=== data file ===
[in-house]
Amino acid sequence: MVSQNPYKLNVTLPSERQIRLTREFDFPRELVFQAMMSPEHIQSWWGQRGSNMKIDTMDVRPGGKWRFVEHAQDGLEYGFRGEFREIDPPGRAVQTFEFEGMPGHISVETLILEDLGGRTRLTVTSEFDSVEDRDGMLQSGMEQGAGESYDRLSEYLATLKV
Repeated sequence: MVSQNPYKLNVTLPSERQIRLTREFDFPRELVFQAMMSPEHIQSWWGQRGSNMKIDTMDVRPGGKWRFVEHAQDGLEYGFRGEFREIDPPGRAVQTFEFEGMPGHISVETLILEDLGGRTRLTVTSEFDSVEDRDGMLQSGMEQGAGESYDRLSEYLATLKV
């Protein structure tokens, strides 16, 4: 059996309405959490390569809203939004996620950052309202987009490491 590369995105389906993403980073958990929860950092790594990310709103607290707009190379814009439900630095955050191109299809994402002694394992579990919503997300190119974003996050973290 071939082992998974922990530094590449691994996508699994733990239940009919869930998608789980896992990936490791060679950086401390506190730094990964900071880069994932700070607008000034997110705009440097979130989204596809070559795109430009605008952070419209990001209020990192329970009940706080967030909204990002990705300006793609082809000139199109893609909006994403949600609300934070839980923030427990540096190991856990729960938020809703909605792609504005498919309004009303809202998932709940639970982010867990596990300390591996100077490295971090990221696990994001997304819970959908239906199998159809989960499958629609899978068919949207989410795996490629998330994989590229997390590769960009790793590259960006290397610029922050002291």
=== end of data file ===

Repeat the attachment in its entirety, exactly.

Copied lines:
[in-house]
Amino acid sequence: MVSQNPYKLNVTLPSERQIRLTREFDFPRELVFQAMMSPEHIQSWWGQRGSNMKIDTMDVRPGGKWRFVEHAQDGLEYGFRGEFREIDPPGRAVQTFEFEGMPGHISVETLILEDLGGRTRLTVTSEFDSVEDRDGMLQSGMEQGAGESYDRLSEYLATLKV
Repeated sequence: MVSQNPYKLNVTLPSERQIRLTREFDFPRELVFQAMMSPEHIQSWWGQRGSNMKIDTMDVRPGGKWRFVEHAQDGLEYGFRGEFREIDPPGRAVQTFEFEGMPGHISVETLILEDLGGRTRLTVTSEFDSVEDRDGMLQSGMEQGAGESYDRLSEYLATLKV
């Protein structure tokens, strides 16, 4: 059996309405959490390569809203939004996620950052309202987009490491 590369995105389906993403980073958990929860950092790594990310709103607290707009190379814009439900630095955050191109299809994402002694394992579990919503997300190119974003996050973290 071939082992998974922990530094590449691994996508699994733990239940009919869930998608789980896992990936490791060679950086401390506190730094990964900071880069994932700070607008000034997110705009440097979130989204596809070559795109430009605008952070419209990001209020990192329970009940706080967030909204990002990705300006793609082809000139199109893609909006994403949600609300934070839980923030427990540096190991856990729960938020809703909605792609504005498919309004009303809202998932709940639970982010867990596990300390591996100077490295971090990221696990994001997304819970959908239906199998159809989960499958629609899978068919949207989410795996490629998330994989590229997390590769960009790793590259960006290397610029922050002291």